The Battle of Aiken, which lasted for perhaps one frenetic hour in the streets of the town and for most of the day in toto, is recounted in full by Wittenberg, who specializes in cavalry battle narratives of this type. The battle came about when Confederate cavalry corps chief Major General Joseph Wheeler disobeyed orders directing him to reinforce the thin Edisto River line defending Columbia and instead set up a cleverly arranged ambush for his opponent, Major General Judson Kilpatrick, well off to the west in the streets of Aiken. Both commanders were eager to face off against each other. Approaching the eastern outskirts of the town, Kilpatrick ordered Brigadier General Smith D. Atkins's lead brigade to push forward into the streets of Aiken, where it was in turn assailed in front and on both flanks by Wheeler's men, who were deployed in a wide "V" formation that overlapped the Union line and subjected it to converging fire. The Union hero of the battle was the aforementioned Buskirk, who, assisted by the high-volume fire of his outnumbered men's repeating arms, was instrumental in extricating the brigade from its hazardous predicament at Aiken and shepherding the retreating bluecoats back east to Johnson's Turnout. There, they rejoined the balance of Kilpatrick's division and together abruptly checked the pursuing Confederates.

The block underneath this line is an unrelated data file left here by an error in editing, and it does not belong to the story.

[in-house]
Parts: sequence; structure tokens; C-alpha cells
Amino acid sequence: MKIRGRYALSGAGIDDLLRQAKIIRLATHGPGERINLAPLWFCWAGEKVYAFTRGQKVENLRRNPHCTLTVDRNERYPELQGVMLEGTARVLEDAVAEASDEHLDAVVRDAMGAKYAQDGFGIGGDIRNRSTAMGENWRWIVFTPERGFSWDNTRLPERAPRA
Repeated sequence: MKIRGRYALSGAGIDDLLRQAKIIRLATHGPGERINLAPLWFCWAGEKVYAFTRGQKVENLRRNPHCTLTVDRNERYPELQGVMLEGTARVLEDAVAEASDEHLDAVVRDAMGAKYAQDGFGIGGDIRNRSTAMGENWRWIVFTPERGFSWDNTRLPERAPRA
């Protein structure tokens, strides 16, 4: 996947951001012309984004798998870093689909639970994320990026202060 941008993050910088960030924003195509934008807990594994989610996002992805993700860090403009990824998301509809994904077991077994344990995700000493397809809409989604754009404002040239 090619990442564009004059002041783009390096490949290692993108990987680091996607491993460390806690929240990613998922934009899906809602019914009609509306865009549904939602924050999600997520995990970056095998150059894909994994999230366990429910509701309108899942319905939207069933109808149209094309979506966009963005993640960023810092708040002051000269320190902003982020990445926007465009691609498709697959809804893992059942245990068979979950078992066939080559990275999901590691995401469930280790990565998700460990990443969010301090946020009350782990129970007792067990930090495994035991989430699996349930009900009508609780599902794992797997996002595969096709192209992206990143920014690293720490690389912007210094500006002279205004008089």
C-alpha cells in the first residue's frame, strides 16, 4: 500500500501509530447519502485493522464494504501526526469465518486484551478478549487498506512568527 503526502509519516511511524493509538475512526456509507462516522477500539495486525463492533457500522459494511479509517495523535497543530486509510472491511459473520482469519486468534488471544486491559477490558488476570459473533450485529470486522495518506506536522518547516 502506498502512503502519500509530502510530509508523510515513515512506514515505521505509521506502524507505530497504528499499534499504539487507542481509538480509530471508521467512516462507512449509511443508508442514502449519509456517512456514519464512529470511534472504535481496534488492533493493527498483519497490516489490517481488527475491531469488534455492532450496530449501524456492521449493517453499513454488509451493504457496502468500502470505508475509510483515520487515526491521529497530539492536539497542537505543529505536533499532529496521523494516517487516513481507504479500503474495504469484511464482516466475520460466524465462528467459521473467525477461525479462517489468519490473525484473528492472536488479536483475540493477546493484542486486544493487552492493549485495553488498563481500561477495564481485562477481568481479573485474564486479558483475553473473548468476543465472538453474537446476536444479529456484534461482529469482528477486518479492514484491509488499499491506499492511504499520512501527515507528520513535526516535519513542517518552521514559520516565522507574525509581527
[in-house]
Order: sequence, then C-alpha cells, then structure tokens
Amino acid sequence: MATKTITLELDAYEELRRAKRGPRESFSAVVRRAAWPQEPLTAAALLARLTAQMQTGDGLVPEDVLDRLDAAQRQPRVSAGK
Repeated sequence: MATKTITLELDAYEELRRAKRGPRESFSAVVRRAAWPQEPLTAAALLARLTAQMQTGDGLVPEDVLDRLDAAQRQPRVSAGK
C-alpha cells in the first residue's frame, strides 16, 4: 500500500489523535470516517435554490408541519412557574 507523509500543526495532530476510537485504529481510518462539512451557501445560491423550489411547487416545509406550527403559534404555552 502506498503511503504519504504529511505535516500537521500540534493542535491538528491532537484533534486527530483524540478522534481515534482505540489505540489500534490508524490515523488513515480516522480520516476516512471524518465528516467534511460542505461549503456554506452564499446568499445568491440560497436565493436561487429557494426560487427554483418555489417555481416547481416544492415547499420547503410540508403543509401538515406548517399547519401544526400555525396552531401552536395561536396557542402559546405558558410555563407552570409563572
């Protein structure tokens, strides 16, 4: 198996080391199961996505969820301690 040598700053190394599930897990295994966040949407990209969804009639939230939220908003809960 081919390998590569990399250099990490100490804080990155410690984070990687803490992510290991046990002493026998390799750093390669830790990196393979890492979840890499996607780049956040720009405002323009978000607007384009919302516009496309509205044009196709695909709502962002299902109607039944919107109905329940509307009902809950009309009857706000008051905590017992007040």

Certainly every Civil War action is deserving of full documentation for the historical record, but Wittenberg makes a strong case that Aiken is worthy of deeper consideration, as well. Though it resulted in a Confederate tactical victory, Wheeler's impetuous move to Aiken completely compromised the planned line of defense in front of the state capital. While it's unclear how much effect the presence of Wheeler's men might have had in delaying the fall of Columbia, their absence rendered impossible any real defense of the city and its hasty, disorganized abandonment in the face of the enemy directly contributed to the fires and destruction that ensued. Interestingly, though there's no contemporary written evidence to support it, Wittenberg believes it more than likely that Sherman deliberately ordered Kilpatrick west toward Augusta to bait Wheeler, who he knew to be an ill-disciplined sort of general. It's certainly plausible given how heavily Sherman's conduct of the campaign up to that point relied on misdirection rather than brute force to achieve its desired results. Sherman's multi-axis advance through South Carolina kept the Confederates off balance and uncertain of Union objectives, which allowed Union forces to successfully navigate numerous potentially dangerous roadblocks and move forward against key strategic points in the state without fighting any major battles. Aiken fits well within this narrative. The author also believes the battle worthy of attention for being one of only four (by his estimate) urban cavalry battles fought east of the Mississippi during the war.